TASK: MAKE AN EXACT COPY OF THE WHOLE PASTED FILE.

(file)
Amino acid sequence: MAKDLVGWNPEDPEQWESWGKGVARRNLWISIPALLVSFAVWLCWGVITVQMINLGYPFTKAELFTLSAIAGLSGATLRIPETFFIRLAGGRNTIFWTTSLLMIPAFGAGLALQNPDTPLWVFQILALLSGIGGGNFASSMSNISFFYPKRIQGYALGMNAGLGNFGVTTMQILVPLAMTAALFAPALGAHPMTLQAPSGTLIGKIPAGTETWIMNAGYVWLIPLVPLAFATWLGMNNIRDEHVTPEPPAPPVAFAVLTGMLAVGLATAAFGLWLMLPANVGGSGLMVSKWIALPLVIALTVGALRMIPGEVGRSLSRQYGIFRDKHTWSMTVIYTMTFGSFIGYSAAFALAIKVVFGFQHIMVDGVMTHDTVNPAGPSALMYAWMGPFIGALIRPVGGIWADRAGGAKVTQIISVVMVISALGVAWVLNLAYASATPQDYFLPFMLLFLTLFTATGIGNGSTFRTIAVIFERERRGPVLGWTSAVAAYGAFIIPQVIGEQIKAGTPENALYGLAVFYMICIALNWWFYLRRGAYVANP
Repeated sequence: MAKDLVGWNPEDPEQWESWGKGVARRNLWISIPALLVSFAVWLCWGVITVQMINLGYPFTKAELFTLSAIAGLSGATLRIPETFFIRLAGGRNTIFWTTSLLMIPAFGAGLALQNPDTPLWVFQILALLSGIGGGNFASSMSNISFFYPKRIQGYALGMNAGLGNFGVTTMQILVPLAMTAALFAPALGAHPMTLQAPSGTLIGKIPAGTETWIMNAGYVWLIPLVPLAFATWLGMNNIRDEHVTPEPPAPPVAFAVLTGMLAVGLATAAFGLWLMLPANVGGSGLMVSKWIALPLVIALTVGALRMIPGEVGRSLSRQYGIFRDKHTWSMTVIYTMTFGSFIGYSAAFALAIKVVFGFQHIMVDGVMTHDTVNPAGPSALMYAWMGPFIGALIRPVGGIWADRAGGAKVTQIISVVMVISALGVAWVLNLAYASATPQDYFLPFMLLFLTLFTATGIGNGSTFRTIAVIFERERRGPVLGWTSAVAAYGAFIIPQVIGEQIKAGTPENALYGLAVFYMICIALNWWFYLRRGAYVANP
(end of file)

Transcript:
Amino acid sequence: MAKDLVGWNPEDPEQWESWGKGVARRNLWISIPALLVSFAVWLCWGVITVQMINLGYPFTKAELFTLSAIAGLSGATLRIPETFFIRLAGGRNTIFWTTSLLMIPAFGAGLALQNPDTPLWVFQILALLSGIGGGNFASSMSNISFFYPKRIQGYALGMNAGLGNFGVTTMQILVPLAMTAALFAPALGAHPMTLQAPSGTLIGKIPAGTETWIMNAGYVWLIPLVPLAFATWLGMNNIRDEHVTPEPPAPPVAFAVLTGMLAVGLATAAFGLWLMLPANVGGSGLMVSKWIALPLVIALTVGALRMIPGEVGRSLSRQYGIFRDKHTWSMTVIYTMTFGSFIGYSAAFALAIKVVFGFQHIMVDGVMTHDTVNPAGPSALMYAWMGPFIGALIRPVGGIWADRAGGAKVTQIISVVMVISALGVAWVLNLAYASATPQDYFLPFMLLFLTLFTATGIGNGSTFRTIAVIFERERRGPVLGWTSAVAAYGAFIIPQVIGEQIKAGTPENALYGLAVFYMICIALNWWFYLRRGAYVANP
Repeated sequence: MAKDLVGWNPEDPEQWESWGKGVARRNLWISIPALLVSFAVWLCWGVITVQMINLGYPFTKAELFTLSAIAGLSGATLRIPETFFIRLAGGRNTIFWTTSLLMIPAFGAGLALQNPDTPLWVFQILALLSGIGGGNFASSMSNISFFYPKRIQGYALGMNAGLGNFGVTTMQILVPLAMTAALFAPALGAHPMTLQAPSGTLIGKIPAGTETWIMNAGYVWLIPLVPLAFATWLGMNNIRDEHVTPEPPAPPVAFAVLTGMLAVGLATAAFGLWLMLPANVGGSGLMVSKWIALPLVIALTVGALRMIPGEVGRSLSRQYGIFRDKHTWSMTVIYTMTFGSFIGYSAAFALAIKVVFGFQHIMVDGVMTHDTVNPAGPSALMYAWMGPFIGALIRPVGGIWADRAGGAKVTQIISVVMVISALGVAWVLNLAYASATPQDYFLPFMLLFLTLFTATGIGNGSTFRTIAVIFERERRGPVLGWTSAVAAYGAFIIPQVIGEQIKAGTPENALYGLAVFYMICIALNWWFYLRRGAYVANP